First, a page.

U of L exploring the idea of an outdoor commencement for May 2021 Friday, Feb 26 2021 

By Madelin Shelton —

The University of Louisville is exploring the possibility of holding an outdoor, in-person commencement ceremonies May 7 through May 9 at Cardinal Stadium.

May 2021 graduates and 2020 graduates would be invited to attend, as the 2020 commencement ceremonies were cancelled as a result of the coronavirus pandemic.

Michael Mardis, U of L dean of students and vice provost for student affairs, detailed the university’s desire to consider this option.

“We wanted to have commencement all along. We’ve done surveying and talked with a lot of different students and gotten feedback through SGA representation,” Mardis said. “Having it outdoors would be safer than having it indoors and it would be a bigger venue. Safety is our number one concern, but we have this strong desire to have an in-person ceremony because we know that that’s what students want.”

Stephanie Reibert, U of L’s commencement coordinator, discussed how the university plans to abide by COVID-19 guidelines for such an event.

“We are going to follow all university, state and CDC guidelines for precautions. So, there will be physical distancing at all times amongst the graduates and the guests,” she said. “Although it’s an outdoor event masks are going to be required at all times.”

There will also be hand sanitizing stations, sanitation of the podium, and ongoing discussions of how to handle the entry of people into the stadium so that there will be fewer touch points. Further, Mardis mentioned the likelihood that tickets for the event will be electronic to reduce interactions among staff and guests.

He also stated the importance of staying responsive and flexible with the changing nature of the pandemic. The university plans to make adjustments to commencement plans as the situation changes.

For graduates, the number of guests they can bring with them will likely be restricted. The university has limited capacity on the number of people that can be present at Cardinal Stadium.

“Our goal is to allow a safe number of guests to celebrate each graduate, but that number is still to be determined based on the state of the virus and the guidelines at that time,” Reibert said. “The number of guests allowed per each graduate will also depend on how many graduates will be participating in the ceremonies, which the university is gathering numbers on now.”

The university will come to a final decision about whether to host the outdoor ceremonies, and specific details, sometime in March.

File Photo // The Louisville Cardinal

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Freedom of speech should not come before student safety Monday, Feb 10 2020 

By Ben Goldberger —

On Jan. 28, a student distributed anti-LGBT information to an Intro to LGBT Studies class and returned to stalk the class again Jan. 30. After the professor and students all around campus expressed their concerns about the event, the university seemingly dismissed it as a threat.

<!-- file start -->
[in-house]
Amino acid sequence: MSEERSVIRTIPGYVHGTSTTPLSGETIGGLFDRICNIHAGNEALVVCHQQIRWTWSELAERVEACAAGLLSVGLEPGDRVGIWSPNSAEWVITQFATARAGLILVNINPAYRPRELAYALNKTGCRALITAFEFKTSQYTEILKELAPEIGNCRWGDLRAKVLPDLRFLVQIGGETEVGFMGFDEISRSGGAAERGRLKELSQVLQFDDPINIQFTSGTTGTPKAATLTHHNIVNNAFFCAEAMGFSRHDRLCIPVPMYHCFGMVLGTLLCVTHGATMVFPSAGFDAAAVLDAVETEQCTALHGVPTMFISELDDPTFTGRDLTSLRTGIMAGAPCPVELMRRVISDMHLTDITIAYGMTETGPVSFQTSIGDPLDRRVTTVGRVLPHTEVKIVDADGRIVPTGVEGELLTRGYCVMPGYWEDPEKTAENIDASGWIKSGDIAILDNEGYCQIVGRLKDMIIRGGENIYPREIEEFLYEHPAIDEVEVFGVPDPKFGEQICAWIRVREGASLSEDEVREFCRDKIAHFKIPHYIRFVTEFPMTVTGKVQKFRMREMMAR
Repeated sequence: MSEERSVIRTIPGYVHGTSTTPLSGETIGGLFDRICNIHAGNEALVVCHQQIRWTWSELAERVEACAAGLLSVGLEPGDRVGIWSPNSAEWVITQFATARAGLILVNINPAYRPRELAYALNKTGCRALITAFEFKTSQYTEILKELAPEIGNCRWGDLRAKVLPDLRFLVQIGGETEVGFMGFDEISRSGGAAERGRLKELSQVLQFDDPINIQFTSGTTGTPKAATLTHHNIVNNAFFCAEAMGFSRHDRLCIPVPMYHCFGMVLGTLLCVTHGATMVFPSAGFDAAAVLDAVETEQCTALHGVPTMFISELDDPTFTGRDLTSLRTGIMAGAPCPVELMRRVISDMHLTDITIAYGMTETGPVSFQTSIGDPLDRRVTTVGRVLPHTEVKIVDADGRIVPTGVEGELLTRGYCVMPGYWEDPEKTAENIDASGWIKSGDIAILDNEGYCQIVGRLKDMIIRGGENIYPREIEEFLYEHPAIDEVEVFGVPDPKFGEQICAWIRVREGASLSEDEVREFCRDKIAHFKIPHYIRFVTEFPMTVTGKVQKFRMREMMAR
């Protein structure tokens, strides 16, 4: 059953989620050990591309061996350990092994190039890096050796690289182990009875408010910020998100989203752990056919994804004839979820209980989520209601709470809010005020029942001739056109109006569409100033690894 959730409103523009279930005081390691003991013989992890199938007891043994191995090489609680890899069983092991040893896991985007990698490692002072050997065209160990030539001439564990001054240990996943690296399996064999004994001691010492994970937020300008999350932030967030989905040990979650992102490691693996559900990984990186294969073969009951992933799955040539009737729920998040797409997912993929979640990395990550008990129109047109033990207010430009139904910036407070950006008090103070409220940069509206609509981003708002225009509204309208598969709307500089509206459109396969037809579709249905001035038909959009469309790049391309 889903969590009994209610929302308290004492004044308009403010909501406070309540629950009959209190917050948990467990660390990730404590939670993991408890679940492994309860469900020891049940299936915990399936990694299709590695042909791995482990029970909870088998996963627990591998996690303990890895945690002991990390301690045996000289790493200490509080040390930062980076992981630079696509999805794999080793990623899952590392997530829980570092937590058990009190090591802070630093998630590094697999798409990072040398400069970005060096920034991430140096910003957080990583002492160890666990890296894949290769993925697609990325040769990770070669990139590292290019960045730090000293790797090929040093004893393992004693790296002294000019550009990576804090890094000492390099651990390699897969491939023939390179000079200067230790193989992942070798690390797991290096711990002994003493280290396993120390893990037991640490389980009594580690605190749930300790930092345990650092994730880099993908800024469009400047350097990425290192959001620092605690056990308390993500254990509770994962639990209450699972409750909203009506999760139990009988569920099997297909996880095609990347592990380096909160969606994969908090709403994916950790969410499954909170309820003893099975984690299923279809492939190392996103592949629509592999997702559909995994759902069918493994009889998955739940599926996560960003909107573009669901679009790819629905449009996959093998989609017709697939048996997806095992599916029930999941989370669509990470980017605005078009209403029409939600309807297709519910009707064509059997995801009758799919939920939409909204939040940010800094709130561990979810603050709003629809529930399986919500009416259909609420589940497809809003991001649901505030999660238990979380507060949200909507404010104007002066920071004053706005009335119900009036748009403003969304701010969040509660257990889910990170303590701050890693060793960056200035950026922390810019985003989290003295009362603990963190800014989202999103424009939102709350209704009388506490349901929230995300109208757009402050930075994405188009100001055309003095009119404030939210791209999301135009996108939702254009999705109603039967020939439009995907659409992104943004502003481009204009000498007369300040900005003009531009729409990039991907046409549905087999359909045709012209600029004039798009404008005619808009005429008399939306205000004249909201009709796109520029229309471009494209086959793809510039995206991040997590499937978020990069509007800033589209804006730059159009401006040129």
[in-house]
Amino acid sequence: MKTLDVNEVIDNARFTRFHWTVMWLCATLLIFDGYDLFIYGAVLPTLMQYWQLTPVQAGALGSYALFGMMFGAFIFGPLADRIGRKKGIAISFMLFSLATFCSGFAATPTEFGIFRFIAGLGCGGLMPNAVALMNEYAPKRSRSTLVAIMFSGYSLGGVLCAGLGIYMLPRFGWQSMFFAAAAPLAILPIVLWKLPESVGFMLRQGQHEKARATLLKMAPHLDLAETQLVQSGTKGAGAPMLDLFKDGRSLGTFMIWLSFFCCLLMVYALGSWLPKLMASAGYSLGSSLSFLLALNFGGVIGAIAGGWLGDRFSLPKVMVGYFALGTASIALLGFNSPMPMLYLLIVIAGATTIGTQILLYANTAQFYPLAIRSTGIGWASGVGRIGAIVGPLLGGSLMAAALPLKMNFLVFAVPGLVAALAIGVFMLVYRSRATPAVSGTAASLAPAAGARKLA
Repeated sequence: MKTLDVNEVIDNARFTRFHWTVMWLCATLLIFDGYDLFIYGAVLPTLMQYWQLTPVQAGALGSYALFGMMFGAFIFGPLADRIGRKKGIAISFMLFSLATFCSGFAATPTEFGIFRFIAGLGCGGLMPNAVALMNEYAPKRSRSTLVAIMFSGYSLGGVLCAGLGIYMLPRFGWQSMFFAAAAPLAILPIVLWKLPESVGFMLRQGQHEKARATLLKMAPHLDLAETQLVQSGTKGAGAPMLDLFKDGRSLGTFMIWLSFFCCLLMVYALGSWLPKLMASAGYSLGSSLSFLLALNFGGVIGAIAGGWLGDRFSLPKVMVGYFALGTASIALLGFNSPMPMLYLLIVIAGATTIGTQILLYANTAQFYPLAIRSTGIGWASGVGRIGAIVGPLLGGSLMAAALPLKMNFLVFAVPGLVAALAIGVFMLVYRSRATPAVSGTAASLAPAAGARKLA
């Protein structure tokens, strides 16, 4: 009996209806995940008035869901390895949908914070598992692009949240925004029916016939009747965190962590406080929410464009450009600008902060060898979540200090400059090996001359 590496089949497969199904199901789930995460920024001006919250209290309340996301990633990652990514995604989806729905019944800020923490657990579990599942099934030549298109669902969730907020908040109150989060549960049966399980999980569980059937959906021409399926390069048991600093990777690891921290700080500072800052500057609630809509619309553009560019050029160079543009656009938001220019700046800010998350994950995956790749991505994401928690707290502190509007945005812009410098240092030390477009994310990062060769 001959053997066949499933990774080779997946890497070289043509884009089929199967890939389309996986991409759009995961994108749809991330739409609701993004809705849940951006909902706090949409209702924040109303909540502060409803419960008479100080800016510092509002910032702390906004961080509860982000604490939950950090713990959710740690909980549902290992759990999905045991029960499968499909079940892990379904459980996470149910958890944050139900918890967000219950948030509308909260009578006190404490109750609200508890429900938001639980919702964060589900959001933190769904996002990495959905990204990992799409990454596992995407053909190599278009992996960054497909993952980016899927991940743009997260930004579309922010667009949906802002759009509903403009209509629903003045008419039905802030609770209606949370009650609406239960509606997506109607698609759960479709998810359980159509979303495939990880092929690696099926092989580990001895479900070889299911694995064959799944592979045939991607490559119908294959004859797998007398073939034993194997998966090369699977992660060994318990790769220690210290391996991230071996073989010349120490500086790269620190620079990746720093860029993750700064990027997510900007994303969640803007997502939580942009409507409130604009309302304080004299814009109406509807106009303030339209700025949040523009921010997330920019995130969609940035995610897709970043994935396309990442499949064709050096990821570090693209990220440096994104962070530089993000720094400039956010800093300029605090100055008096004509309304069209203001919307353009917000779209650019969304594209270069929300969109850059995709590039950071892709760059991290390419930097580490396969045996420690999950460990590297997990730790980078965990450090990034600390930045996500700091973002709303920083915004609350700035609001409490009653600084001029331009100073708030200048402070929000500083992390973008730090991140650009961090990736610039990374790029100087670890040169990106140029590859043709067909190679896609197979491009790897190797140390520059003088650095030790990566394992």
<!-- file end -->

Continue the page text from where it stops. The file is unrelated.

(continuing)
Ricky Jones, the chairman of the University of Louisville Pan-African Studies program, expressed his concerns regarding the university’s actions on the issue in a tweet Feb. 3.

Jones explained that the U of L council believed there was not much to be done regarding the issue and they do not understand why the students felt threatened in the first place.

When hearing this, one can assume that the university believes this student was just exercising his freedom of speech, therefore this is no issue.

But that is a harmful perspective which sets a dangerous example for their students and everyone around the country.

As a result of the response from U of L, they are telling students that their safety is less important than freedom of speech. They are saying that it is okay to spread hate speech and propaganda as long as they don’t disrupt the operations of the university.

This is fundamentally wrong on many different levels. As a public institution that boasts acceptance of all groups of people, U of L should be embarrassed with how they handled this situation.

Kaila Story, the professor of the course which was attacked, shared her disgust with how the university has treated this issue.

“I am beyond disturbed by the way this incident has been treated by the Dean of Students office. In these terrifying times of school shootings and public displays of violence, I would like to think that a university office would be just as alarmed as me and my students were regarding this issue. Unfortunately, this is not the case,” Story said.

While the university officials are understandably busy and have many issues to deal with every day, this issue should be at the top of their list. Nothing is more important that their students’ safety, yet they are acting as if the feelings of their students comes second to allowing hateful people to spread their opinions.

This issue will not be going away anytime soon, with students across campus protesting against the actions of the university.

“The Dean of students office needs to know that their dismissive attitudes regarding this issue won’t be tolerated by me or my students,” Story said. “Something must be done.”

Graphic by Alexis Simon // The Louisville Cardinal

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